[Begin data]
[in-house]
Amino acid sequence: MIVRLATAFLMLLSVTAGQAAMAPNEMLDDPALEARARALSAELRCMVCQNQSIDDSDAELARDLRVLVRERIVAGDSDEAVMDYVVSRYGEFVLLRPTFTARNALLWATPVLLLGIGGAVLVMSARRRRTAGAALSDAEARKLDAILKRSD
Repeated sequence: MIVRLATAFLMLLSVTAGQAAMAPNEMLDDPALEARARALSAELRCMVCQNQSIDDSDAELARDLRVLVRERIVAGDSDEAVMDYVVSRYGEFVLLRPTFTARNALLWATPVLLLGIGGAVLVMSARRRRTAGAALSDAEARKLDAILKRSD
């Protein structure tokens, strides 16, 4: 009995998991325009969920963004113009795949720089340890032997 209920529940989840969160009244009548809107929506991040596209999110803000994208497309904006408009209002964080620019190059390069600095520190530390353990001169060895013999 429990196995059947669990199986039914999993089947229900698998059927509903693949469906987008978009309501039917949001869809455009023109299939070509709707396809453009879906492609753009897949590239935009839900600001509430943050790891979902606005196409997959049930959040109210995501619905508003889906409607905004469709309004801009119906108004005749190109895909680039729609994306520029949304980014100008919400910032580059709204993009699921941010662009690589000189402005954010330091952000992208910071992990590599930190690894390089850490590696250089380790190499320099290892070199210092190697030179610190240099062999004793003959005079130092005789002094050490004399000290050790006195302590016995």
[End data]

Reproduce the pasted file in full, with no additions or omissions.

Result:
[in-house]
Amino acid sequence: MIVRLATAFLMLLSVTAGQAAMAPNEMLDDPALEARARALSAELRCMVCQNQSIDDSDAELARDLRVLVRERIVAGDSDEAVMDYVVSRYGEFVLLRPTFTARNALLWATPVLLLGIGGAVLVMSARRRRTAGAALSDAEARKLDAILKRSD
Repeated sequence: MIVRLATAFLMLLSVTAGQAAMAPNEMLDDPALEARARALSAELRCMVCQNQSIDDSDAELARDLRVLVRERIVAGDSDEAVMDYVVSRYGEFVLLRPTFTARNALLWATPVLLLGIGGAVLVMSARRRRTAGAALSDAEARKLDAILKRSD
């Protein structure tokens, strides 16, 4: 009995998991325009969920963004113009795949720089340890032997 209920529940989840969160009244009548809107929506991040596209999110803000994208497309904006408009209002964080620019190059390069600095520190530390353990001169060895013999 429990196995059947669990199986039914999993089947229900698998059927509903693949469906987008978009309501039917949001869809455009023109299939070509709707396809453009879906492609753009897949590239935009839900600001509430943050790891979902606005196409997959049930959040109210995501619905508003889906409607905004469709309004801009119906108004005749190109895909680039729609994306520029949304980014100008919400910032580059709204993009699921941010662009690589000189402005954010330091952000992208910071992990590599930190690894390089850490590696250089380790190499320099290892070199210092190697030179610190240099062999004793003959005079130092005789002094050490004399000290050790006195302590016995």